Once again though, Data proves its worth. He, like the rest, has his moment in the sun. He has those heroic moments. Said acts would be accompanied by a distinct Data theme too and built up as special. In part, it was to build up the use of his gadgets before an often inevitable failure, but what is so compelling about Data, particularly back then to a young impressionable kid was his will dele to keep on trying and never stop believing in his contraptions his.
So what happened to Quan after? For me, I never saw him again until Encino Man and then for a time that seemed to have marked the end of his career. The parts weren’t coming. Like many child stars, success so young didn’t automatically translate to success later on and would have been even more difficult for a non-white actor. With Encino ManWhen he was playing an archetype that felt hollow, the kind that probably represented most of what he was being offered at the time (the bookish and socially awkward Asian student for example).
It was upon seeing the blow-up success of Crazy Rich Asians that Quan felt compelled to return to acting. With only a bit part in 1997 and another in 2002 after Encino Manhe finally came back with Netflix’s Finding Ohanaa solid return but it was the next film that proved transcendental for Quan; Everything Everywhere All At Once.
Firstly, at heart, it’s a story of Chinese immigrants making a life for themselves in America and the inherent struggles and hard work required to do so. It’s also a farcical comedy and sci-fi multiverse opus with butt plug gags. It provided a major leading role for an actress so often neglected for the least she deserves, which is to be a leading lady. Michelle Yeoh proved a revelation and has been killing it during awards season. It’s a testament to decades of perpetual great work and constantly being overlooked.
Then there’s Quan. For many, it was the first triumphant return to the Data/Short Round screen. In truth, it’s the first role of significance he’s had in something so major since 1985 as Date. When was a revelation. It struck me even when watching it at the cinema. This is Hollywood at its best. It’s the comeback kid, the feel-good resurrection story.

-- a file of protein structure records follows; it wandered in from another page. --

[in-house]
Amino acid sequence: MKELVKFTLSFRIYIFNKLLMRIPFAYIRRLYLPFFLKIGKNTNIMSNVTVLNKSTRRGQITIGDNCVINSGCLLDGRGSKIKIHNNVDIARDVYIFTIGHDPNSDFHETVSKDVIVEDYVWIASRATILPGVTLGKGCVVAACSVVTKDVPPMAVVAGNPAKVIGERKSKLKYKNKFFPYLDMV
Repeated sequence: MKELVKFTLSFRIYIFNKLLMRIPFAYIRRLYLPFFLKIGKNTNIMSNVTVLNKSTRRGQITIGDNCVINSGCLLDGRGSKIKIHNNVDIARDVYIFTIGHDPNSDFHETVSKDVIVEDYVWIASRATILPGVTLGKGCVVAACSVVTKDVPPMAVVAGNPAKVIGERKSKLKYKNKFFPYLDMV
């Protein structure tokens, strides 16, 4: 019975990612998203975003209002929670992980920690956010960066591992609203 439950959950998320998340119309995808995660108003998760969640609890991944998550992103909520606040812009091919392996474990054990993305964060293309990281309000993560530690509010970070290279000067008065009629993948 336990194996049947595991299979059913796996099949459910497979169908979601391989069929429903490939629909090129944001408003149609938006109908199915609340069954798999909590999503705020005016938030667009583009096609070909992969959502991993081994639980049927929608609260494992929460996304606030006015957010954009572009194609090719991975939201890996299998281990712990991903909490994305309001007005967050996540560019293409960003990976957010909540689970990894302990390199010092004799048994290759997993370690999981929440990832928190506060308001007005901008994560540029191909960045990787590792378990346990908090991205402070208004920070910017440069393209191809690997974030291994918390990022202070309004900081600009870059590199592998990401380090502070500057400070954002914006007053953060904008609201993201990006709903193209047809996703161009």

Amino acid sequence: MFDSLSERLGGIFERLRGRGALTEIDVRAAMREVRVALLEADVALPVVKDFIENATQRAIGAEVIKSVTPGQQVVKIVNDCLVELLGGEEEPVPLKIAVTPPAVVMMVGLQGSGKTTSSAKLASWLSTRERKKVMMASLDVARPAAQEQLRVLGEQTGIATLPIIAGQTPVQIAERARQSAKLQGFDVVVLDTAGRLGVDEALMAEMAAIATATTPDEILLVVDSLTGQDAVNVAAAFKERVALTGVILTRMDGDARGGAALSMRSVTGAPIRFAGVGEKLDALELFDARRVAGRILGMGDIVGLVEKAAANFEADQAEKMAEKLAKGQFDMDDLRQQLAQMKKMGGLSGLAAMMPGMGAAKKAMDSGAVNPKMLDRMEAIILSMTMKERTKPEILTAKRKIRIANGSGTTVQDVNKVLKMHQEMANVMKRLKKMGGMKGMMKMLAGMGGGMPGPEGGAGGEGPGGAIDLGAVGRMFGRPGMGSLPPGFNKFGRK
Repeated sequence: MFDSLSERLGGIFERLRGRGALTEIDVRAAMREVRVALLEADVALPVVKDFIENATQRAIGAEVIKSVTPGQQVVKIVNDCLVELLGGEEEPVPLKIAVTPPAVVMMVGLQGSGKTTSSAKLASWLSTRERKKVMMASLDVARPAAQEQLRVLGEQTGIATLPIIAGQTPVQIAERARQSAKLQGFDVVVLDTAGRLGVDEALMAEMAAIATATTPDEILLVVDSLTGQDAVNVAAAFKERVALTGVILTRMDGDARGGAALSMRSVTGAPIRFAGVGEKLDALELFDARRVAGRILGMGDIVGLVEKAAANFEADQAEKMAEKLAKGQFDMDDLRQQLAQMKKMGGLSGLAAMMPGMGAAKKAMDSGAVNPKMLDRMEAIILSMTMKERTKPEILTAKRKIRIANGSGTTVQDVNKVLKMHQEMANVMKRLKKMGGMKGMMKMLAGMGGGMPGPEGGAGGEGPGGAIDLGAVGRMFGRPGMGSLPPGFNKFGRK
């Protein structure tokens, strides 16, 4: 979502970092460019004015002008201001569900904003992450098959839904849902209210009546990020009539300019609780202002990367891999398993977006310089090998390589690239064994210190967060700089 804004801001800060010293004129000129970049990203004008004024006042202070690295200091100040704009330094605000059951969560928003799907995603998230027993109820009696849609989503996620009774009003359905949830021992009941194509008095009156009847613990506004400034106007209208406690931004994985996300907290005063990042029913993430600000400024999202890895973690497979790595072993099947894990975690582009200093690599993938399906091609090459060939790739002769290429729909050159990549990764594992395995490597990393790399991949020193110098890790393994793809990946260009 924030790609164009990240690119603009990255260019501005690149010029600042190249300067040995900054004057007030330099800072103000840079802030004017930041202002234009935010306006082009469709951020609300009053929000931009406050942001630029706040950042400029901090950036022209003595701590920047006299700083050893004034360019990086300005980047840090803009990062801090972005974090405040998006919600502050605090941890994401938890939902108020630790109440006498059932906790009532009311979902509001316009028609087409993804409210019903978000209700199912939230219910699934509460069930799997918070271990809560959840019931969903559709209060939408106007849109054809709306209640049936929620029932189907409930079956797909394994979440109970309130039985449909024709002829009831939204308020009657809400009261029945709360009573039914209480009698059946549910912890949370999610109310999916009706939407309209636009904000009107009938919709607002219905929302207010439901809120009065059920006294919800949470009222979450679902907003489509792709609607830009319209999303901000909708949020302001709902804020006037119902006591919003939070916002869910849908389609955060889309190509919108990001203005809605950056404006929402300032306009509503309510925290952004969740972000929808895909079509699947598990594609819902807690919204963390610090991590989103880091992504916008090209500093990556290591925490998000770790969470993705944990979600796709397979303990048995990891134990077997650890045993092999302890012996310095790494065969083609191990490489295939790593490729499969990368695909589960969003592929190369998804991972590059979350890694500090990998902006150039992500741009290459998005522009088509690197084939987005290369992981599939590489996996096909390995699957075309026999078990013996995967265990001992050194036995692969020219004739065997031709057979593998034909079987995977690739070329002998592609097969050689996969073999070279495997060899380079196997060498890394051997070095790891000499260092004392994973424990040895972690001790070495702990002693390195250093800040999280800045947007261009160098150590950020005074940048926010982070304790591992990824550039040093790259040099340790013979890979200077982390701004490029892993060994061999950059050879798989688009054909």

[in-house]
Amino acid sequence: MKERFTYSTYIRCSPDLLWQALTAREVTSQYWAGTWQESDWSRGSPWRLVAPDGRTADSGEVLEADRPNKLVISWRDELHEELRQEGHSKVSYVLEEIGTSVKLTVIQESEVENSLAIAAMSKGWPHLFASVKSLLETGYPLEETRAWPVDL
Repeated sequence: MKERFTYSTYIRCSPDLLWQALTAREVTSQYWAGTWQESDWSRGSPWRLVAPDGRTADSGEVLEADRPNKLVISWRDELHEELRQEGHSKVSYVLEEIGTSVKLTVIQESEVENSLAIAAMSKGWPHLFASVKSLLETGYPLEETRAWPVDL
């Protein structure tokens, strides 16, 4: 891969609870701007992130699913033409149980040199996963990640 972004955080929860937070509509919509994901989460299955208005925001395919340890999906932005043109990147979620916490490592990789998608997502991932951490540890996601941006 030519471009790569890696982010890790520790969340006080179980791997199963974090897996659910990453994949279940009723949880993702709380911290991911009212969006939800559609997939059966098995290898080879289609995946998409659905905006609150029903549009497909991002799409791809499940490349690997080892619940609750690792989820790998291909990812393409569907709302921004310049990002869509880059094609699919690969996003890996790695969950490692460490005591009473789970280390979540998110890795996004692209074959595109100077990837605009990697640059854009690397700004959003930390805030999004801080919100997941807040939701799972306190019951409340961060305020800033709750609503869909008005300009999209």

Even notwithstanding the humility and emotional arcs of Waymond as a character, I felt the heartstrings pull by the very fact that Data had returned. That a once-kid icon was back in the game, getting his dues from him as a (now) 50-year-old man. The best part is, he still had a certain youthful exuberance and charm in many scenes (a few little shades of Data/Short Round), offset by emotional maturity. Like his previously triumphant heroes of childhood adventure stories, Quan is still playing the unshakably good character. A character of immovable positivity (which becomes a key point of Everything Everywhere).
Ultimately, when Ke Huy Quan took to the stage to collect his Golden Globe (it did bring a tear or two I admit), it marked the feel-good moment of awards season. All that is needed now is for him to be recognized by the Academy. Maybe it feels too, like an admission. For years this fine actor was overlooked or confined to background decor. Hollywood might just have admitted they did Ke Huy Quan wrong in the years after his breakout from him. Let it not happen again.
Tom Jolliffe is an award winning screenwriter and passionate cinephile. He has a number of films out around the world, including When Darkness Falls and several releases due out soon, including big-screen releases for Renegades (Lee Majors, Danny Trejo, Michael Pare, Tiny Lister, Nick Moran, Patsy Kensit, Ian Ogilvy and Billy Murray) and War of the Worlds: The Attack (Vincent Regan). Find more info at the best personal site you’ll ever see here.